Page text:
Then I asked him where the bees were. Turns out they are all on holiday in Rhodes. This time of year, there's not much for them to eat here in Tilos so they go to Rhodes, for what sounds like an extended gourmet break.
The bees don't worry about mice, but apparently the 'little crocodiles' - a local name for the big lizards or savres - get them. The lizards sit outside the hive and close their eyes - they have a thick skin that's impervious to stinging, so it's only their eyes that are sensitive - and eat the bees as they come out of the hive.
Sometimes I'm so pleased that I'm understanding all this in Greek that I miss the obvious. Was Pavlos having a laugh - was he winding me up? You never can tell with Pavlos.




Monday, 12 November 2012

Greek Island Autumn Walking



Gradually this year, green signposts have been appearing all over the island, pointing out footpaths. We have one at the end of our road, the way to Skafi; it makes for a better class of landmark than the broken-down cement mixer.
I’ve been all over recently, although some days in the last month it has been too hot for walking. It was hot sunshine the late-October morning I walked to Livadia – a social occasion with everyone waving or stopping to say hello or offer a lift. The bay was mirror-like, cats in the middle of the road, birds twittering, oranges on the trees, flowers everywhere. Someone singing outside the kafeneion and a woman cleaning fish under the little bridge on the seafront, with an audience of cats, while a man cycled over it with his son on the crossbar.
We’ve also had days of rainstorms. But other days it’s been an in-between temperature perfect for walking – maybe a few clouds scudding across the blue sky, or a soft, beautiful, grey day with blue sky peeking through, no need really to carry water or look for shade. Many people who only visit Tilos in the summer don’t get to see the spectacular views from its hilltops.
The eagles circled in slow motion around the cliffs above me and chukar or partridge flew up from the ground as I walked from Ayios Antonis to Megalo Horio; I'd walked to Plaka for a dip, and found the Ikonomou fishing boat there, watched them with the trata nets while I swam.
Anna, Stelios and I walked to Gera from Livadia. Stelios pointed out the plants that were poison – dilitiri, deleterious. We wandered around the abandoned village, the summer retreats of villagers from Mikro Horio before they moved down to Livadia in the 1950s-60s; some of the houses still with roof beams and fireplaces.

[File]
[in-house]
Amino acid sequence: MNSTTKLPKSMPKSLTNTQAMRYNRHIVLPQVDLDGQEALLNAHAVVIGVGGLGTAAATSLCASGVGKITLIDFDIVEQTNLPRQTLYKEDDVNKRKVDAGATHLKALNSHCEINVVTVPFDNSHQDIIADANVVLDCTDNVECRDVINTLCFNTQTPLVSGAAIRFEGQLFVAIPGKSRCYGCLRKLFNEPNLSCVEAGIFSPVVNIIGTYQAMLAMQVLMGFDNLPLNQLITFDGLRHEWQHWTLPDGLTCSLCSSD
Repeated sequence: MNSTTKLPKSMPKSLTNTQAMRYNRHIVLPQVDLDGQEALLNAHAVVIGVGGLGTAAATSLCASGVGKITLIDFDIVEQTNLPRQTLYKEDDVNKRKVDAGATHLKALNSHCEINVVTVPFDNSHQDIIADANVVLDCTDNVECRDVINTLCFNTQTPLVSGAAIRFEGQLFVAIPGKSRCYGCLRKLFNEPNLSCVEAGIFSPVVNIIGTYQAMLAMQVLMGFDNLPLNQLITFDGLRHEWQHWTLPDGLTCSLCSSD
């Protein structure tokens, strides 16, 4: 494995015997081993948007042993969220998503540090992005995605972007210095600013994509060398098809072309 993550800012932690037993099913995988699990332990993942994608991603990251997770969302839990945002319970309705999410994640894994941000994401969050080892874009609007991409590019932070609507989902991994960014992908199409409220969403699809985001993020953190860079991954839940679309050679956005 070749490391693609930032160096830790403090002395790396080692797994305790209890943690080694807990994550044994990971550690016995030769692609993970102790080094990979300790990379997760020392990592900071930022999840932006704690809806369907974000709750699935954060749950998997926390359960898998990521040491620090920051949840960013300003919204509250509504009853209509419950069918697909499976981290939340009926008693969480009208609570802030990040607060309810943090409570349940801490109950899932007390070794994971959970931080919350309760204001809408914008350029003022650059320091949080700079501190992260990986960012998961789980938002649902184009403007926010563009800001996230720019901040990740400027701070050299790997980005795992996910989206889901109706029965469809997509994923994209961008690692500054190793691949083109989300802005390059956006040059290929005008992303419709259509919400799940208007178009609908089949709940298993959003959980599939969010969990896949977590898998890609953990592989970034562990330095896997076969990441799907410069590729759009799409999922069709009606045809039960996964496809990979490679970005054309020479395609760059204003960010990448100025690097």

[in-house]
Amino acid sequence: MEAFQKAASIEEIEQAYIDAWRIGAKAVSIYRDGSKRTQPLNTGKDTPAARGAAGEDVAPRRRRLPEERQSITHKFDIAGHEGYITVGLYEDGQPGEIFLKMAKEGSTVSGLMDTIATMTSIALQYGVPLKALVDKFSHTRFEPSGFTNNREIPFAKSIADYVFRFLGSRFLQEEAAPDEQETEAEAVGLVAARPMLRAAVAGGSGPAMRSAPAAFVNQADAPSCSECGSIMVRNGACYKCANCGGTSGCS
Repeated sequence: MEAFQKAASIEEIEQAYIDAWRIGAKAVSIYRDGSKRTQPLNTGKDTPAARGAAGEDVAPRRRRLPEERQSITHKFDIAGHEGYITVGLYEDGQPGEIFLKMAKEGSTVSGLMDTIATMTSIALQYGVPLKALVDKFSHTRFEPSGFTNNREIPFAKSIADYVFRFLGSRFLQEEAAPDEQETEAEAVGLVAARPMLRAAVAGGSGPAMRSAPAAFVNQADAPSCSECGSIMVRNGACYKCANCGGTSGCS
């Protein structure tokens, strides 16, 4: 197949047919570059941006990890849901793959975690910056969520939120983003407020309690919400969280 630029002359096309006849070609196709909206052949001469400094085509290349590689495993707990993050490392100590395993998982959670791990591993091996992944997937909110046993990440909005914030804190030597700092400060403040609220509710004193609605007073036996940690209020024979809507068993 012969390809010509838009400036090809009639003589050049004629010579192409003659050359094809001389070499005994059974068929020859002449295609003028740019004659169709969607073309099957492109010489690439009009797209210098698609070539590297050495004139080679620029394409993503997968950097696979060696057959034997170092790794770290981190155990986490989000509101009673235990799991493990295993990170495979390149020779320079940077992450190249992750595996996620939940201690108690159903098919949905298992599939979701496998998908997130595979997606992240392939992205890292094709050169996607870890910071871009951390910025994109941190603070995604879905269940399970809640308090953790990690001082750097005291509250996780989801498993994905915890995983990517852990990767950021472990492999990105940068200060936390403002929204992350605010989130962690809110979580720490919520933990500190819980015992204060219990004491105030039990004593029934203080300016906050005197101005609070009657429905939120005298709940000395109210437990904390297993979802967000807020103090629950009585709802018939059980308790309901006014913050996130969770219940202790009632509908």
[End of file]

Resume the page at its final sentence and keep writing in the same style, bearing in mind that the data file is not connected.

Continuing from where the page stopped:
After a hectic day of work on Friday, I wandered to Eristos and then, enjoying blustery yet balmy weather, followed the road over the headland to Ayios Petros, taking a fast dip in the sea which was gleaming silver where it met the grey cliffs dotted with shrubs. The fields where the goats were grazing were brilliant green with new grass.
So Saturday afternoon I went out in the mood for a walk, but not sure where to go; it was very blowy - 7 to 8 Beaufort - and I wasn’t sure if I was energetic enough, after a brilliant evening of traditional dancing at Bozi the night before. But it wasn’t cold, so I headed up the road in jeans and a jumper, then noticed the green sign near the helicopter pad pointing up the path to the Italian house. This is known for being one of the most spectacular peaks on the island. I didn't plan a full assault on the top, but was intrigued to see what the path was like.

It was certainly improved from last time I went up, almost exactly a year ago. There were stones marking the edges of a mostly clear track, and cairns or red spots on the rocks marking the way. I kept going and got into my stride. Once you start, the views just keep getting better and better and it was easy to gain height fast. The view to effort ratio was a persuasive argument to keep going - all of Eristos valley and bay, the village of Megalo Horio and its castle soon far below.
I was amused to find a really helpful information board halfway up the hill in Greek and English. It seemed to encourage walkers to continue up the path, so I did, passing some lovely crocuses.
Soon I could see the sea at Ayios Antonis to the north, and the sea at Livadia to the south, with the islands of Nisyros and Halki and Rhodes clear beyond. It was hard to hold the camera straight, it was so windy.


I still had an hour of daylight, I estimated, as I neared the top, tiring a little but hoping the eastern views to Turkey would be just over the next rise – and then I was hit by a gale-force wind. I crouched low to the ground but it wasn’t letting up. I wasn’t going to risk being blown down a cliff just to touch the Italian house. Maybe next time.
I headed down, jogging down the best bits of the path, watching the sun sinking towards the shoulders of Profitis Ilias, where the monastery is, and the wind whipping up the water in Eristos bay below it.
Back at the road. I double-checked the green sign pointing the way I’d just come: it did say ‘Profitis Ilias’ ? Confusing. Anyway, I hurried back, seeing the first lights coming on in the village, and thought about food.